The Cairo restaurant scene has welcomed more and more diverse cuisines over the years, but that very simple thing called shawerma has enjoyed a popular presence throughout – thanks, partly, to the consistent series of Syrian restaurants opening up. You don't even need an entire restaurant to serve shawerma; sometimes, just a corner. Saj & Shawerma is one such example. Originally operating from the corner of a shutdown café, it is now independently run and managed by a family of Syrians. With the options of either eating in your car or simply leaning on one, there's not a whole lot to judge aesthetically and, thus, the primary concern becomes the food. We were met with warm greetings from one of the waiters; but when asked if we could have copies of the menu, we were told that they ran out – something that became bit of a recurring theme throughout the night. We took our time browsing the bigger menu hung up on the wall next to us. Meat shawerma comes in small (13LE) and large (15LE), while, strangely, a small chicken is 10LE and a large is 18LE. Also on offer are kobeba sandwiches (9LE) and Syrian falafel sandwiches (6LE,) all served in traditional Saj bread. You can also get individual pieces of kobeba for 3LE a piece. We were particularly keen to try the Syrian falafel and kobeba, but, yet again, we were told they ran out. Instead, we opted for the basic chicken and meat shawerma sandwiches. Shockingly, the sandwiches took a whopping forty-five minutes to appear; a fact made all the more surprising when considering that, at the time of our visit, we were the restaurant's only customers. The ridiculous waiting time was partially made up for by the meat shawerma, which was one of the best we've sampled in a long time. The Saj bread tasted fresh and didn't feel soggy, the meat was cooked perfectly and the addition of tomatoes, parsley and tehina made for a flawless combination. The chicken shawerma, sadly, was the exact opposite. Lathered in more toumeya and pickled cucumbers than your senses can handle, you could hardly taste the chicken. We like to give the benefit of the doubt with food, but with most of the menu's more interesting options unavailable and the mind-bogglingly long waiting time, it's difficult not to feel a little exasperated. The only saving graces were the incredibly friendly staff and that delicious meat shawerma.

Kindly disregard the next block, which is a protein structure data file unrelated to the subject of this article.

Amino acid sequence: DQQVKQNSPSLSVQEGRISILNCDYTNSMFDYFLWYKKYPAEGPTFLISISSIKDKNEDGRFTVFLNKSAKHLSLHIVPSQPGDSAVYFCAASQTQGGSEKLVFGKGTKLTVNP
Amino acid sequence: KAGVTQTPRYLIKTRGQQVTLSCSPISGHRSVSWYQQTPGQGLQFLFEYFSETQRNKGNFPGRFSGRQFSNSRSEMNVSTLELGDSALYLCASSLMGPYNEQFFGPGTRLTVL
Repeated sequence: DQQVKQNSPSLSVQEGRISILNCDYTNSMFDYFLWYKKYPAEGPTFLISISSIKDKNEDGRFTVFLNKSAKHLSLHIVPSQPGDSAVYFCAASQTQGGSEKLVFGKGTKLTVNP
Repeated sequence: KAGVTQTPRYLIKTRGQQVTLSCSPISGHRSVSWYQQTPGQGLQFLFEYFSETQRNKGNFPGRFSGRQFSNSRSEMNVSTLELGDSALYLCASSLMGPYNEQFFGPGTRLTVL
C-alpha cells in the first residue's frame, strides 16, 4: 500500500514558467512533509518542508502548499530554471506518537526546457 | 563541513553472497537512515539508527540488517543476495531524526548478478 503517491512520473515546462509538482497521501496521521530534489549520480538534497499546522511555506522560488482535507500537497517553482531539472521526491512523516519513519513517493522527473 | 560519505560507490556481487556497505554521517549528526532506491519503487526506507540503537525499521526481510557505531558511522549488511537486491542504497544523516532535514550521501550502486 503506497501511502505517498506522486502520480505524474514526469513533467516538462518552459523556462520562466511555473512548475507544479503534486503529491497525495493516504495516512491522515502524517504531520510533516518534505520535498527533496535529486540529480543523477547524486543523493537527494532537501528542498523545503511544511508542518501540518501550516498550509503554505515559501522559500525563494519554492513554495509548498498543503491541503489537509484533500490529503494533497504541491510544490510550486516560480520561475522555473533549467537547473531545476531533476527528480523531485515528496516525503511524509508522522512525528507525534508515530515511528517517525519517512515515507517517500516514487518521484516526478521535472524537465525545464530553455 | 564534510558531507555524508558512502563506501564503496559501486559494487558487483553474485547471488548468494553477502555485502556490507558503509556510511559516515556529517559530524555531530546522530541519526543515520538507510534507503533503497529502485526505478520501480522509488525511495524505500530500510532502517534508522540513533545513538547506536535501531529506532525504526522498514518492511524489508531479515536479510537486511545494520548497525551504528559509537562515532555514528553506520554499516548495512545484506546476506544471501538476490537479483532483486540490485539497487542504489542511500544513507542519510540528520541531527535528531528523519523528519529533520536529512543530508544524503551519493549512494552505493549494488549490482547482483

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Osteria: Reasonably Priced International Menu in Heliopolis
Published On: 15/04/2014

Located on a narrow, hidden road in Sheraton, Heliopolis, Osteria might not be the easiest restaurant to find, especially if you're not from the area. After getting lost and calling the restaurant for directions, we eventually found our way and were greeted warmly by the waiters who walked us to our seats and passed us our menus. We found a wide range of options to choose from including salads (26LE-38LE) appetisers (16-53LE) steak (58LE-80LE) seafood (40LE-90LE) chicken (40LE-62LE) and fajitas (46LE-74LE). In true Egyptian chain restaurant style, all main courses are served with two sides of your choosing; sautéed vegetables, French fries or pasta. We opted for Chicken Cordon Bleu with French fries and penne pasta with white sauce (47 LE) and Country Fried Shrimp, but were delivered the devastating news that the kitchen was out of shrimp and calamari. Instead, we chose a 220g beef fillet with mushroom sauce, sautéed vegetables and penne pasta with white sauce (58 LE).  We also opted for an Osteria Appetiser Sampler (40LE) which was made up of four spicy chicken strips, mozzarella sticks, onion rings and Doritos covered in herbs and mozzarella cheese. The appetiser sampler comes with three different dips and was served hot and, remarkable, within five minutes of ordering it. Equally as impressive, the main courses took around twenty-five minutes to emerge from the kitchen. Unfortunately, however, the Cordon Bleu was dry and a far cry from the moist chicken cutlet one would expect. In addition, there was a distinct, almost baffling, lack of cheese and the promised smoke beef. Being the positive Petes we are, we were able to at least enjoy the well made and seasoned fries. Already disappointed by the aforementioned shortage of shrimp and calamari, the meal's saving grace came via the substitute dish of beef fillet. Well cooked and at the very reasonable price of 58LE, it was enjoyable without being spectacular -  a slab of beef and no more. Our check came out to 160 LE which is very reasonable for a dinner for two. The service was both great and quick and the waiters always had a smile on – shame about the execution of the food.